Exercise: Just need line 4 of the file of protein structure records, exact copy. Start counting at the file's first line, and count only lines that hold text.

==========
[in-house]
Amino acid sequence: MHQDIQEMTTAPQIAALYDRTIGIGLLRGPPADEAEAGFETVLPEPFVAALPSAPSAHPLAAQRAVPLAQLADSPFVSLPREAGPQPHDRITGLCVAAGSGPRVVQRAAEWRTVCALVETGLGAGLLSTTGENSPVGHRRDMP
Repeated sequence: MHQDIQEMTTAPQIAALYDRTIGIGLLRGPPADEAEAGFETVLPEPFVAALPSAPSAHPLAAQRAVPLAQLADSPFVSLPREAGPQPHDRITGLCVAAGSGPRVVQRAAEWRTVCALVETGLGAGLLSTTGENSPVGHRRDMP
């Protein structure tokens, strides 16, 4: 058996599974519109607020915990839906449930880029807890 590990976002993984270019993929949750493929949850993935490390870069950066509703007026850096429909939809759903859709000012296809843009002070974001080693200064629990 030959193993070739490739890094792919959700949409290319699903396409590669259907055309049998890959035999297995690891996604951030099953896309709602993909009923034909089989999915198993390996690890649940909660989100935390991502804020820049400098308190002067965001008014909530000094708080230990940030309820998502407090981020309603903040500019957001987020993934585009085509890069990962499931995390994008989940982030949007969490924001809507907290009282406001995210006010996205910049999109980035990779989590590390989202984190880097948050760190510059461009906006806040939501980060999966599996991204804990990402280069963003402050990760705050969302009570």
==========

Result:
């Protein structure tokens, strides 16, 4: 058996599974519109607020915990839906449930880029807890 590990976002993984270019993929949750493929949850993935490390870069950066509703007026850096429909939809759903859709000012296809843009002070974001080693200064629990 030959193993070739490739890094792919959700949409290319699903396409590669259907055309049998890959035999297995690891996604951030099953896309709602993909009923034909089989999915198993390996690890649940909660989100935390991502804020820049400098308190002067965001008014909530000094708080230990940030309820998502407090981020309603903040500019957001987020993934585009085509890069990962499931995390994008989940982030949007969490924001809507907290009282406001995210006010996205910049999109980035990779989590590390989202984190880097948050760190510059461009906006806040939501980060999966599996991204804990990402280069963003402050990760705050969302009570």